How to make a bootable USB drive from a bootable DVD

Asked by LEGOManiac

First some background:

I had an HP dv9000 laptop that died. It had 2 hard disks for Vista and Ubuntu respectively.

I replaced it with a new netbook with Windows 7. I really don't want Windows 7 - I want Ubuntu, so I put the Ubuntu disk in the machine and all I had to do was disable the nvidia driver and voila.

Now, partly as an academic exercise, and partly because I have some applications installed that I'd like to continue using and partly because the drive is bigger than what the netbook has, I would like to see if I can mount the Vista drive in the netbook.

Predictably, this doesn't work, so here's what I'm trying to do. I've recovered the data so I'm not too worried about wrecking the whole thing but as a learning activity, I'd like to upgrade the Vista disk. I have a Vista anytime upgrade disk and a license for it that I bought for the laptop but never used.

My hope is that by upgrading the OS it will also install the correct drivers that will allow Vista to run on the netbook.

So what does this have to do with Ubuntu?

All I have are Ubuntu systems (4 of them). I wanted to install the bootable Vista upgrade disk to a USB drive and boot the netbook from it.

I noted that System->Administration->USB Startup Disk Creator has an option for selecting a source ISO or CD so I mounted the Vista upgrade disk and tried to use it to create a bootable USB startup disk. The disk boots but it wants to find a Linux installation and won't boot the rest of the disk. I tried creating an ISO from the disk and using that but I get the same result.

I also tried downloading using unetbootin-linux-429 which creates a bootable drive from an ISO image but all I get when I try to boot it is a menu that has one entry ("default") but it doesn't boot anything, although the files are there.

How do I make a bootable USB drive from a bootable, non-linux, DVD/CD?

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actionparsnip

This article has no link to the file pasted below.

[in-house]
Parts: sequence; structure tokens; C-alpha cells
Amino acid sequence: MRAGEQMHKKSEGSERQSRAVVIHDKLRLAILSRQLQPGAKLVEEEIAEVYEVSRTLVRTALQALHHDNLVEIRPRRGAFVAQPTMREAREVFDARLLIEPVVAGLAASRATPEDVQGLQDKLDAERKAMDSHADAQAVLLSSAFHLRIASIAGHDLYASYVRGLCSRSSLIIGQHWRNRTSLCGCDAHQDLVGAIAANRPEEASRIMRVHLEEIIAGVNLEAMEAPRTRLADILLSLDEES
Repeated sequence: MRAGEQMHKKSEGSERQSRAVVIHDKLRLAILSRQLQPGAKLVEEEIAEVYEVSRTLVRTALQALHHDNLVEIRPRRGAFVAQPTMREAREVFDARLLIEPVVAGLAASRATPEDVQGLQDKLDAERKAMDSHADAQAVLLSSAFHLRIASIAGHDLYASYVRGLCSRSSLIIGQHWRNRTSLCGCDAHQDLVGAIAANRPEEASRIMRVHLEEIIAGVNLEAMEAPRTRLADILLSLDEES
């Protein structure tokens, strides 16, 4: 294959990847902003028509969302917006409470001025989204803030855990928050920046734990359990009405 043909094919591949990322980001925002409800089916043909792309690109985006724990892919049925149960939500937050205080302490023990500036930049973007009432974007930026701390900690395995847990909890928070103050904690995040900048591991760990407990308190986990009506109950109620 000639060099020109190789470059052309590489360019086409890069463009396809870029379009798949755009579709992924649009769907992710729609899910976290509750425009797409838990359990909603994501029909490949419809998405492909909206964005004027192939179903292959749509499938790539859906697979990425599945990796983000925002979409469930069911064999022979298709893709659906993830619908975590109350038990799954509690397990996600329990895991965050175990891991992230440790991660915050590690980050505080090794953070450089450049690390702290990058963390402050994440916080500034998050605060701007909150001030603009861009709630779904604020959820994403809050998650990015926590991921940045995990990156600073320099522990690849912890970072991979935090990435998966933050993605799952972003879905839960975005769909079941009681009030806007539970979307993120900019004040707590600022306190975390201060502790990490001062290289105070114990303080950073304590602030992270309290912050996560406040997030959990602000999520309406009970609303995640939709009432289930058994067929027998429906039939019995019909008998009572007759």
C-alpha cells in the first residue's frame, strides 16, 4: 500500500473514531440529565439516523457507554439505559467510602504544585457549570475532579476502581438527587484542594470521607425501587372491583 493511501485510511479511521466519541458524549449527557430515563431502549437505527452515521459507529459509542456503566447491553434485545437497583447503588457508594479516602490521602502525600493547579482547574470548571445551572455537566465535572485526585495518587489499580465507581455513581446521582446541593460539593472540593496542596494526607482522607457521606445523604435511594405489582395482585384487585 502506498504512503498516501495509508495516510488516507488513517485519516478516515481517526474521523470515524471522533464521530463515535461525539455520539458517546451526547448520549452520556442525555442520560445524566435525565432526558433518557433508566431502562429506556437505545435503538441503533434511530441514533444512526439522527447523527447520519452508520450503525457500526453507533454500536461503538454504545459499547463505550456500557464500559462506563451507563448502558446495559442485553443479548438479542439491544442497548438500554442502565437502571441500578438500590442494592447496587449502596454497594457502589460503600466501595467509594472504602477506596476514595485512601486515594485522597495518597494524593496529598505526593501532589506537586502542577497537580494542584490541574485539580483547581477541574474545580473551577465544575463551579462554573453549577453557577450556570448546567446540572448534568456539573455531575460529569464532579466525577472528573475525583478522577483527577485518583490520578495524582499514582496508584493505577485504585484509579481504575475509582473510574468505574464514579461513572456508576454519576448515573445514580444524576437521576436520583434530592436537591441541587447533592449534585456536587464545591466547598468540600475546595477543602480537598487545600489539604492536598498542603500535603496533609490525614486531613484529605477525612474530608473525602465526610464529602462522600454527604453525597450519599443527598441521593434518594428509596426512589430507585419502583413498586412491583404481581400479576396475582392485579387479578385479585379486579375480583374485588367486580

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Rajinder Sandhu (sandy744) said :
#1

so where is the problem...what i gather from a long post is you want to use your useless type of laptop as a linux platform and you are able to boot it with usb startup disk but that is not showing windows vista...why it will show on the first place ? you have created startup disk for a linux platform, naturatllly it will do that and when ubuntu is installed you will get dual boot. That is what it is suppose to do.
regards
rajinder

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Marc Stewart (marc.stewart) said :
#2

I'm assuming your question can be summarized as:
I have a computer that can read DVDs and write to USB drives, but does not already have Windows installed. Can I create a Vista installation USB drive, using Ubuntu?

From what I can gather here:
http://kurtsh.spaces.live.com/blog/cns!DA410C7F7E038D!1665.entry
Yes.

It appears, though I make no guarantees, that all you need to do is copy the contents of the Vista DVD to the USB drive, having first made it bootable.

To do this, use the partition editor, gparted, to Manage Flags for the drive and mark it for booting.
Then copy contents of DVD to USB.

Try to install with it.

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LEGOManiac (bzflaglegomaniac) said :
#3

I suppose my question was a bit too long to be clear. Here's the summary:

I have a netbook without a DVD drive and I want to recover/reinstall Vista on it. For that I need to install the Vista DVD to a USB drive.